I’ve been working lately on exploring various watercolor under paintings. In the past, I primarily used pastel as my underpainting, using an alcohol wash to fix it before beginning to paint.

My latest painting was inspired from a hike in Banning Mills, GA back in 2011.

Nature’s Glory reference photo

The lighting was picture perfect.I would have painted this scene sooner but it took me this long to figure out how I was going to approach it. Since there was so much going on, the task was how to simplify and edit and maintain the feeling of the place, all while capturing that beautiful light.

Working on mounted UArt 400, I began by sketching out my composition and having fun playing with watercolor washes. I am not trying to paint a watercolor painting. I’m not a good enough watercolor artist to do that, nor is it necessary. I just want to loosely mass in the general colors and values in an interesting pattern and design. This will give me the foundation to then layer it with pastel. Knowing that I can cover up any mishaps with pastels gives me the freedom to just play with the color.

Adding the lights

finished painting – Nature’s Glory 12 x 16 pastel

 

Sunlit Impression was painted the same way.

Sunlit Impression 11 x 14 pastel.

Working from the reference photo I started with my watercolor underpainting. This photo made me nervous to paint it for I wasn’t sure if I can hand all that GREEN!!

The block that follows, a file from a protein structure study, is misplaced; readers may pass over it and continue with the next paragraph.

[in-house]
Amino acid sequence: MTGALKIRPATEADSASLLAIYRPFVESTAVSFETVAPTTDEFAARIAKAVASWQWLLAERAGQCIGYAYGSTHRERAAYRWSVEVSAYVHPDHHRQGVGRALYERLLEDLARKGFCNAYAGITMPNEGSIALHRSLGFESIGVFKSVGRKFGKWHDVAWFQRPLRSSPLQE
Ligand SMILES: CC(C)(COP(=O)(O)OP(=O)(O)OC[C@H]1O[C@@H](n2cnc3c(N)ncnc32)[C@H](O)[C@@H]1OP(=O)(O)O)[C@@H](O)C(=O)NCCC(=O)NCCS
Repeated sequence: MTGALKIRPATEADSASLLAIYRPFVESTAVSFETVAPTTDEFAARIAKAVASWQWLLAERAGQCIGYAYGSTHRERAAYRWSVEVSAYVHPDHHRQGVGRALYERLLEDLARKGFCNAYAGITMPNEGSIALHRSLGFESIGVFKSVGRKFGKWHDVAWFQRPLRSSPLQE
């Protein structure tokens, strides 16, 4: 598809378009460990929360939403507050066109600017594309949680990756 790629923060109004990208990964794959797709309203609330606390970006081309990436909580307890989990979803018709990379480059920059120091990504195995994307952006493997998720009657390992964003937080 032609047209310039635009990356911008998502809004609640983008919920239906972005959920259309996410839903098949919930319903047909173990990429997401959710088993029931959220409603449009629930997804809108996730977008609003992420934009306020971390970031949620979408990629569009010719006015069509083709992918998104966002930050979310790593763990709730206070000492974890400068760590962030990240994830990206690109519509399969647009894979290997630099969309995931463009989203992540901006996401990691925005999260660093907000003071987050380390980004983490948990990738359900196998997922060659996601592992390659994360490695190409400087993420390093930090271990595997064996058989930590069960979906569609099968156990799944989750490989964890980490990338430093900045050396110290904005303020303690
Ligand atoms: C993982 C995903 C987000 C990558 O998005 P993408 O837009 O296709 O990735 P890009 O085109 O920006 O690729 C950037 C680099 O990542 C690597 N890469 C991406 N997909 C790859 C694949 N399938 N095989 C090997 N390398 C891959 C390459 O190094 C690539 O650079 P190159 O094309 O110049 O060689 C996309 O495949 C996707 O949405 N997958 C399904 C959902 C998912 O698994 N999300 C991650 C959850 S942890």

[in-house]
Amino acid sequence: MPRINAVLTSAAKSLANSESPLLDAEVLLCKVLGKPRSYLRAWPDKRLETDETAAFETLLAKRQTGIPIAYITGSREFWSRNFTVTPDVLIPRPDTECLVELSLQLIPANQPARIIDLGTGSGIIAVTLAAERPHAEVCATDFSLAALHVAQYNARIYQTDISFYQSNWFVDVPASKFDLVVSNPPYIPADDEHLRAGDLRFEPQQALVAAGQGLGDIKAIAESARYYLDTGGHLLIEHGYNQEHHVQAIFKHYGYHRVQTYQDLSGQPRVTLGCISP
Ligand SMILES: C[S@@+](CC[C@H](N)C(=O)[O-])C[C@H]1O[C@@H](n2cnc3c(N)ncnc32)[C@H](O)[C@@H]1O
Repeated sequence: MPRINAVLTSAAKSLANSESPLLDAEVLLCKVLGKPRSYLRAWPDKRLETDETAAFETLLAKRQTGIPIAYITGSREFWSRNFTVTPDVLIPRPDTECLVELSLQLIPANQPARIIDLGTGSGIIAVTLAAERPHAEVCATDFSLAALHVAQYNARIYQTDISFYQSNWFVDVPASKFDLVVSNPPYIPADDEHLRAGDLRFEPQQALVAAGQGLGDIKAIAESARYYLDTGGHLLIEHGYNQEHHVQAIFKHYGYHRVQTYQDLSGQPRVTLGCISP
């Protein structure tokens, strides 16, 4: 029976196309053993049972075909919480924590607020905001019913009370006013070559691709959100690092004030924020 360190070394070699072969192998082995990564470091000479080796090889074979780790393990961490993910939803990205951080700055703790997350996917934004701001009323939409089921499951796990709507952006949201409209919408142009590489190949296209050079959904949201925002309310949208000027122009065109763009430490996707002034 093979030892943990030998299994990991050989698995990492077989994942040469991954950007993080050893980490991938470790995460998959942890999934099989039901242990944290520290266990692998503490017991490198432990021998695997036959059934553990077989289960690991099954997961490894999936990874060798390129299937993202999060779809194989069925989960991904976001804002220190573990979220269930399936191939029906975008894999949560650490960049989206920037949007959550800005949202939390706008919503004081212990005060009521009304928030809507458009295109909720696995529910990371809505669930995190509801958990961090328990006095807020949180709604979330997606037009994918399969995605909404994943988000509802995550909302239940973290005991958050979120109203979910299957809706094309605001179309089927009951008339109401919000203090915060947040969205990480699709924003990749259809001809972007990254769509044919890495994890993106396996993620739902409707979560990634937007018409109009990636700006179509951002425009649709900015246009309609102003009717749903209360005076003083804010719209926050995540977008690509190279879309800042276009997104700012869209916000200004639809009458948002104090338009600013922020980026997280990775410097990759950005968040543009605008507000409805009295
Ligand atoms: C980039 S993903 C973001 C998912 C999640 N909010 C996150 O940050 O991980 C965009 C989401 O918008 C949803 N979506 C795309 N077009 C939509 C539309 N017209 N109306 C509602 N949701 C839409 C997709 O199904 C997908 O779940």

Sunlit Impression reference

I didn’t want to have a green painting so I worked with color combinations other than green in the underpainting. This helped me deviate from the photo and have a jumping off point to explore other color possibilities with my pastels.

Sunlit Impression underpainting

 

Here you can see my watercolor set up. I learned this technique from Richard McKinley, an expert at this approach.  I’m using Holbein watercolors (tube paints that I squeezed into a pallet and let dry).

Distant Glow underpainting

Distant Glow progression

 

Distant Glow final
12 x 16 pastel

I’ve been loving this process and find that I can get such painterly effects with the combination of watercolor and pastel. As you can see, I don’t cover up the watercolor completely. I let the combination of the 2 mediums work it’s magic.

3 thoughts on “Watercolor Under Painting

  1. Watercolor is a FABULOUS way to block a painting. I’ve recommended that method in the past to someone who liked to work with colored pencil, but would invariably have far too much waxy build up.
    Your work is glorious!

  2. Great thoughts on watercolor underpainting!
    I especially took notice of using the Watercolors as a way to change your color scheme right from the start, as in the painting of the house surrounded by green.

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